You can tell someone loves their work when it shows up in every activity of their life. For me, I find marketing nuggets any place I go.
And this place is no exception.
besides a B2B sales and marketing copywriter, I’m a performing songwriter.
One day, I was co-writing with a fellow guitar picker. A quite skilled one at that.
He stopped me in the middle of our writing session, leaned in close, stared at my fingers on the neck of the acoustic guitar and said …
“What are you doing there?”
Dumbfounded, I was just playing a CAdd9 chord or something equally plain. I didn’t know what he was asking.
“No, no …“ he said with a mischievous little smirk on his face, “with your fingers there, what is that? What are you doing there?”
I still didn’t quite get it.
Turned out, he was asking about something I take for granted. A stylistic thing I picked up along the way to help fill in empty spaces, contribute a sense of percussion, and give a certain playing element not often heard.
I’ll tell you what it is quick, and you’ll see how it applies to marketing your business.
I flick my fingers off the fingerboard to make the next chord, and it makes a percussive arpeggio sound. It works in conjunction with a right-hand strumming technique for an interesting percussive effect.
The point is, I do this without even thinking. It’s just how I play. And yet other pickers are trying to figure out what I’m doing.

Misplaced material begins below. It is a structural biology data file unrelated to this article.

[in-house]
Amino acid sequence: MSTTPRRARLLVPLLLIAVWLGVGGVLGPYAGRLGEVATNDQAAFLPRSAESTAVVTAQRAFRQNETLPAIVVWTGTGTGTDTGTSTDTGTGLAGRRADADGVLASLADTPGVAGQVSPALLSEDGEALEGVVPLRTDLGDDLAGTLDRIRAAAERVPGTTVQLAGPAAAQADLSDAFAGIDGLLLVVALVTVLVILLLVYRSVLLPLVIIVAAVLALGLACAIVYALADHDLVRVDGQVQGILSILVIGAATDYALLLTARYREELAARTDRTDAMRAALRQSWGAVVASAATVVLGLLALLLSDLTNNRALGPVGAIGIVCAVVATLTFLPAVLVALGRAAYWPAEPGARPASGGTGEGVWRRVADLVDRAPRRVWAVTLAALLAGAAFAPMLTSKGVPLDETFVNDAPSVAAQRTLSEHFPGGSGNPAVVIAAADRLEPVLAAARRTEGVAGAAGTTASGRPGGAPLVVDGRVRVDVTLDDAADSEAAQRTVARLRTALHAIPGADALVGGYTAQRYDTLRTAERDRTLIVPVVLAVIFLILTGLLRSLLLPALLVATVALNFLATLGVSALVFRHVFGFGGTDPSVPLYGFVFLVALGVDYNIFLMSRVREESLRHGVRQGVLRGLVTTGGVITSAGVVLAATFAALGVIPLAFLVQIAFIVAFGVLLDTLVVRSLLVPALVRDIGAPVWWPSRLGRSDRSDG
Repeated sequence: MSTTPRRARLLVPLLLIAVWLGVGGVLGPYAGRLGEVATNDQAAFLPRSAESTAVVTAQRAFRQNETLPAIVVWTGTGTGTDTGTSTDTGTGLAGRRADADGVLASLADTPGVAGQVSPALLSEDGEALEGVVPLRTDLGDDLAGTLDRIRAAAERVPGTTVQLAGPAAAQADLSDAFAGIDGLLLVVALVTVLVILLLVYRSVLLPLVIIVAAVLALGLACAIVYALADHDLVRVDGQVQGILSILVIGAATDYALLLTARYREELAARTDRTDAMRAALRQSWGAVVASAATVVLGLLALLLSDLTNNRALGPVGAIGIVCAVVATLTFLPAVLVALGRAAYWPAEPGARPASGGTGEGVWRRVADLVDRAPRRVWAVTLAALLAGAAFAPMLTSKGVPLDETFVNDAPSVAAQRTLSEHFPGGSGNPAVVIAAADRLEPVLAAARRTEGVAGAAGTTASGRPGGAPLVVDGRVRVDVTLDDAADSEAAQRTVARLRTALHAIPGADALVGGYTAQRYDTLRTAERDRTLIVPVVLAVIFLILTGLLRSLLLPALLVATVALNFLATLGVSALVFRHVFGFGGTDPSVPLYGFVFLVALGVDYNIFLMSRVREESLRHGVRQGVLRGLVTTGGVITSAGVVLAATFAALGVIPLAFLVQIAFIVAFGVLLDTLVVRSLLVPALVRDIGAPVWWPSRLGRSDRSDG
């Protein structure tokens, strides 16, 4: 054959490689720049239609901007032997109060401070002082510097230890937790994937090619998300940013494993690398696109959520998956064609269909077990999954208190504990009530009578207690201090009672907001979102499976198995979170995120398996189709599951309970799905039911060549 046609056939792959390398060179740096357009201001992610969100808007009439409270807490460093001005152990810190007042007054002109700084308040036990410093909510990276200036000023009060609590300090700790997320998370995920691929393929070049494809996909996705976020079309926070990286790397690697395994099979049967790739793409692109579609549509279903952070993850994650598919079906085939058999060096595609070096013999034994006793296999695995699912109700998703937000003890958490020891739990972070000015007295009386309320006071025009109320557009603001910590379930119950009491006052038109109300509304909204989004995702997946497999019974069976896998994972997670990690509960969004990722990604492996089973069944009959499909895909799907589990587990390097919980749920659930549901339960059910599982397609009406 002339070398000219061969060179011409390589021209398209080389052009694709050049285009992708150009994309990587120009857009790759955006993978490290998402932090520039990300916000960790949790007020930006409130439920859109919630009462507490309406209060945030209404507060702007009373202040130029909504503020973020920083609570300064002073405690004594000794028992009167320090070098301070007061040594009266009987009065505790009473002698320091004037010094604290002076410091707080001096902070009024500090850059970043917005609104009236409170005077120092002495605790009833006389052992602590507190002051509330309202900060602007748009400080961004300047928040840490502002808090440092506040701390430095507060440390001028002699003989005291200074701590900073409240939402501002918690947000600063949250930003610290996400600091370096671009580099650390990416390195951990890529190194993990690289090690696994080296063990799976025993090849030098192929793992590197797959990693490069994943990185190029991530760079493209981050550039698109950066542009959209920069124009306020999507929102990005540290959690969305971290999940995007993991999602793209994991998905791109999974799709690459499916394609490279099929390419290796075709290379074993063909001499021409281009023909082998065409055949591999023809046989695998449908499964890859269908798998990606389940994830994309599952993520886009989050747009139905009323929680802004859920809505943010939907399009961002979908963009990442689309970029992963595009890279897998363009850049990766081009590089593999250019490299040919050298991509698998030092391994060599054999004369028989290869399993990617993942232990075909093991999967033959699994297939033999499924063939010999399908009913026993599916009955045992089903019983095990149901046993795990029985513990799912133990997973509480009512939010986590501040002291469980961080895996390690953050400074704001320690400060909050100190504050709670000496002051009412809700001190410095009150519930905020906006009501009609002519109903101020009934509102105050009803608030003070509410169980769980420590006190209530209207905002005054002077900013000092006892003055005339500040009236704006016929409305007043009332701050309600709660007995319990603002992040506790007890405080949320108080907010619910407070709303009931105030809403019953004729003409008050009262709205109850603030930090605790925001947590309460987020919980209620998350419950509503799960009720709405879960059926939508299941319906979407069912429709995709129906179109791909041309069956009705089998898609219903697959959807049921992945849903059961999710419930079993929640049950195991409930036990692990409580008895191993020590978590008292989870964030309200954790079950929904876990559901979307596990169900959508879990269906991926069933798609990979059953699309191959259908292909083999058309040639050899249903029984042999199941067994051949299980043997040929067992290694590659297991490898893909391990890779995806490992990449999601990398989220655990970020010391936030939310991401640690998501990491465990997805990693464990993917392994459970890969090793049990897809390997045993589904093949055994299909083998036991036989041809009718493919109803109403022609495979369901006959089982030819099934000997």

He wasn’t the first one to ask.
What could this possibly have to do with your marketing?
Are you passing up a marketing hook for your business?
Do your products have qualities you’re not exploiting, because you don’t see the potential?
Is there something in your business which differentiates you from the competition? But you don’t see it, because you’re too close.
Even hum-drum activities could be a differentiating hook to market your brand.
Take the legendary Claude Hopkins for example. He was a marketing genius in his day. His marketing lessons are still used today.
You may not know Claude, but I do know you’ve heard of Schlitz beer.
Claude was responsible for putting Schlitz on the map of beer drinkers everywhere. Know how he did it?
He exploited one simple word every beer company used. He made a big deal out of a hum-drum process every brewery did every day.
Claude explained what brewing companies meant by “pure.” He exploited the sanitization process Schlitz used to produce pure beer.
Now that might sound boring, or maybe you wonder what the big deal is about exploiting sanitization in brewing beer.
Thing is, every brewing company used the same sanitization process in their breweries. They just didn’t tell anybody. It didn’t seem worth mentioning.
Until Claude tapped into it, and separated Schlitz from all other beers. It put Schlitz into the major league.
It took someone outside the company to find that golden nugget.
To anyone else in the brewery, it was an everyday thing … no big deal.
Just like me and how I play, I didn’t know what my co-writer was talking about … even when he tried to ask. It was totally oblivious to me, because I was so close to what I do every day.
And so, it might be for you.
Look, all it takes is one key separation from your competitor … something to give you a unique selling proposition (USP). Even if it is as plain as washing brewery lines, sanitizing bottles or … in my case full chord pull-offs.
Often times, spotting these nuggets comes from someone inside the industry, but outside your team.
If you need help identifying a marketable USP or that defining piece of information, let’s talk.